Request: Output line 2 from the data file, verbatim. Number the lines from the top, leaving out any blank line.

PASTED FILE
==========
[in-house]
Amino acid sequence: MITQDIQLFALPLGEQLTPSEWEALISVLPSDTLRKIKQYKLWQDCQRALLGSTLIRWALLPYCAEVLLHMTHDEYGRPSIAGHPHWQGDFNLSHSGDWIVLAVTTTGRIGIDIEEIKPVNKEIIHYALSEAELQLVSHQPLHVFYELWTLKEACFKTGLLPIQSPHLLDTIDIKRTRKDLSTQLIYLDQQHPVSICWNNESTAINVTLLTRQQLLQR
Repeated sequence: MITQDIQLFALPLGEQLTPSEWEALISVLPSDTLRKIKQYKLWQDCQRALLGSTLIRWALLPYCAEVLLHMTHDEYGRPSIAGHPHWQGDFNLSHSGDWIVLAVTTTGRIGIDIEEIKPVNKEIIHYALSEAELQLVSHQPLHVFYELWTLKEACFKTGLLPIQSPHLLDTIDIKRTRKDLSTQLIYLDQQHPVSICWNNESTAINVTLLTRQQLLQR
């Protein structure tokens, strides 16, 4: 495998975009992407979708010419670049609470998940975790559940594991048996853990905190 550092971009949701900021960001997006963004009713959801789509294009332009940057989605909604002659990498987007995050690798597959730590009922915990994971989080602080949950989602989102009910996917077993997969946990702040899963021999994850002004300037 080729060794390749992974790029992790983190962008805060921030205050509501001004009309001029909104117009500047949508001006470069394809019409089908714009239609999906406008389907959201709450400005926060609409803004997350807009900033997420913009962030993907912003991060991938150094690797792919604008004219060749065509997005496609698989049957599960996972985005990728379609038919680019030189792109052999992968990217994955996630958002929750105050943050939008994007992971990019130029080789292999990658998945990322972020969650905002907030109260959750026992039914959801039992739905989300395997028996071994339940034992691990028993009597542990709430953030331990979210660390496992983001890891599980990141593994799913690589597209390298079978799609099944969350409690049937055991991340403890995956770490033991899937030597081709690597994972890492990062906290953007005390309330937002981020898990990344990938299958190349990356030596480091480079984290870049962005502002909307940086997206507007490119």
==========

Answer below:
Amino acid sequence: MITQDIQLFALPLGEQLTPSEWEALISVLPSDTLRKIKQYKLWQDCQRALLGSTLIRWALLPYCAEVLLHMTHDEYGRPSIAGHPHWQGDFNLSHSGDWIVLAVTTTGRIGIDIEEIKPVNKEIIHYALSEAELQLVSHQPLHVFYELWTLKEACFKTGLLPIQSPHLLDTIDIKRTRKDLSTQLIYLDQQHPVSICWNNESTAINVTLLTRQQLLQR